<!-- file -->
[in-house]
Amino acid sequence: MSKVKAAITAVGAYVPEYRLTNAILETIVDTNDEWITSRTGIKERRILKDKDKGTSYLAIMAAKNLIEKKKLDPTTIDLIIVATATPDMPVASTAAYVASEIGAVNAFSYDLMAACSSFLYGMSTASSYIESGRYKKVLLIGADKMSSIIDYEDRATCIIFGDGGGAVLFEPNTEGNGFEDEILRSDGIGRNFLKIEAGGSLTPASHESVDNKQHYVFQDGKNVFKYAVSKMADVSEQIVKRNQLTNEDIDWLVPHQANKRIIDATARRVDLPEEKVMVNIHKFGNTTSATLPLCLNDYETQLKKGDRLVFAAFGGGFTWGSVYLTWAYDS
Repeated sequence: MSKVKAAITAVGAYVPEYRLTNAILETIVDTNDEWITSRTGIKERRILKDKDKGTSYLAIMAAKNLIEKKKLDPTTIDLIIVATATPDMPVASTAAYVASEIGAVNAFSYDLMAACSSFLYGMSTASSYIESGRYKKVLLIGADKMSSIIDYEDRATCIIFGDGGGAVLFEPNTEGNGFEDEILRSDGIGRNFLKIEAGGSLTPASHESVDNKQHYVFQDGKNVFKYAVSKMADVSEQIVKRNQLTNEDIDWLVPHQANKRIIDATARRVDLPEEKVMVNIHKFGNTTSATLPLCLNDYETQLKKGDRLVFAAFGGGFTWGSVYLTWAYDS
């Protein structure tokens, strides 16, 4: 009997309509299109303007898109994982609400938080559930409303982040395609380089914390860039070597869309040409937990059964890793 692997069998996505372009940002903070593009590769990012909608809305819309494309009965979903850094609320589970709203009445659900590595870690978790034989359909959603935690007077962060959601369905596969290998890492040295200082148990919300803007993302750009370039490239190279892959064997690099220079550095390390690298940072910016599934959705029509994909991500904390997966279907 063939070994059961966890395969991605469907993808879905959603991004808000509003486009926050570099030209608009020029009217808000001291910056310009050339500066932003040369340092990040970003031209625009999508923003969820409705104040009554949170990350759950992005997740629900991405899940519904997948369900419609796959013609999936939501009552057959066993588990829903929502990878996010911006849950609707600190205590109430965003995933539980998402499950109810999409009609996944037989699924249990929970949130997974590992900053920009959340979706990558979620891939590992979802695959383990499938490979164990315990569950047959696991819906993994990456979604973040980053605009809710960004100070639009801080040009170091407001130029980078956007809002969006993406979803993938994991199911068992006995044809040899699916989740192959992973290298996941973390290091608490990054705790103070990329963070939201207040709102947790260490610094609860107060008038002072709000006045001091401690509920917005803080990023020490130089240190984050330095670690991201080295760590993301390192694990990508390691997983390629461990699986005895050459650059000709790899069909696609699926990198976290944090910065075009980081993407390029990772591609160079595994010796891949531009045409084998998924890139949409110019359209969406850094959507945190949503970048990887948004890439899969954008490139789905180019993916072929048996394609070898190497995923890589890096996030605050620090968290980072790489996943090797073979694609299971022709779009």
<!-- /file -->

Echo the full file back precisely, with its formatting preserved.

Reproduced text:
[in-house]
Amino acid sequence: MSKVKAAITAVGAYVPEYRLTNAILETIVDTNDEWITSRTGIKERRILKDKDKGTSYLAIMAAKNLIEKKKLDPTTIDLIIVATATPDMPVASTAAYVASEIGAVNAFSYDLMAACSSFLYGMSTASSYIESGRYKKVLLIGADKMSSIIDYEDRATCIIFGDGGGAVLFEPNTEGNGFEDEILRSDGIGRNFLKIEAGGSLTPASHESVDNKQHYVFQDGKNVFKYAVSKMADVSEQIVKRNQLTNEDIDWLVPHQANKRIIDATARRVDLPEEKVMVNIHKFGNTTSATLPLCLNDYETQLKKGDRLVFAAFGGGFTWGSVYLTWAYDS
Repeated sequence: MSKVKAAITAVGAYVPEYRLTNAILETIVDTNDEWITSRTGIKERRILKDKDKGTSYLAIMAAKNLIEKKKLDPTTIDLIIVATATPDMPVASTAAYVASEIGAVNAFSYDLMAACSSFLYGMSTASSYIESGRYKKVLLIGADKMSSIIDYEDRATCIIFGDGGGAVLFEPNTEGNGFEDEILRSDGIGRNFLKIEAGGSLTPASHESVDNKQHYVFQDGKNVFKYAVSKMADVSEQIVKRNQLTNEDIDWLVPHQANKRIIDATARRVDLPEEKVMVNIHKFGNTTSATLPLCLNDYETQLKKGDRLVFAAFGGGFTWGSVYLTWAYDS
């Protein structure tokens, strides 16, 4: 009997309509299109303007898109994982609400938080559930409303982040395609380089914390860039070597869309040409937990059964890793 692997069998996505372009940002903070593009590769990012909608809305819309494309009965979903850094609320589970709203009445659900590595870690978790034989359909959603935690007077962060959601369905596969290998890492040295200082148990919300803007993302750009370039490239190279892959064997690099220079550095390390690298940072910016599934959705029509994909991500904390997966279907 063939070994059961966890395969991605469907993808879905959603991004808000509003486009926050570099030209608009020029009217808000001291910056310009050339500066932003040369340092990040970003031209625009999508923003969820409705104040009554949170990350759950992005997740629900991405899940519904997948369900419609796959013609999936939501009552057959066993588990829903929502990878996010911006849950609707600190205590109430965003995933539980998402499950109810999409009609996944037989699924249990929970949130997974590992900053920009959340979706990558979620891939590992979802695959383990499938490979164990315990569950047959696991819906993994990456979604973040980053605009809710960004100070639009801080040009170091407001130029980078956007809002969006993406979803993938994991199911068992006995044809040899699916989740192959992973290298996941973390290091608490990054705790103070990329963070939201207040709102947790260490610094609860107060008038002072709000006045001091401690509920917005803080990023020490130089240190984050330095670690991201080295760590993301390192694990990508390691997983390629461990699986005895050459650059000709790899069909696609699926990198976290944090910065075009980081993407390029990772591609160079595994010796891949531009045409084998998924890139949409110019359209969406850094959507945190949503970048990887948004890439899969954008490139789905180019993916072929048996394609070898190497995923890589890096996030605050620090968290980072790489996943090797073979694609299971022709779009």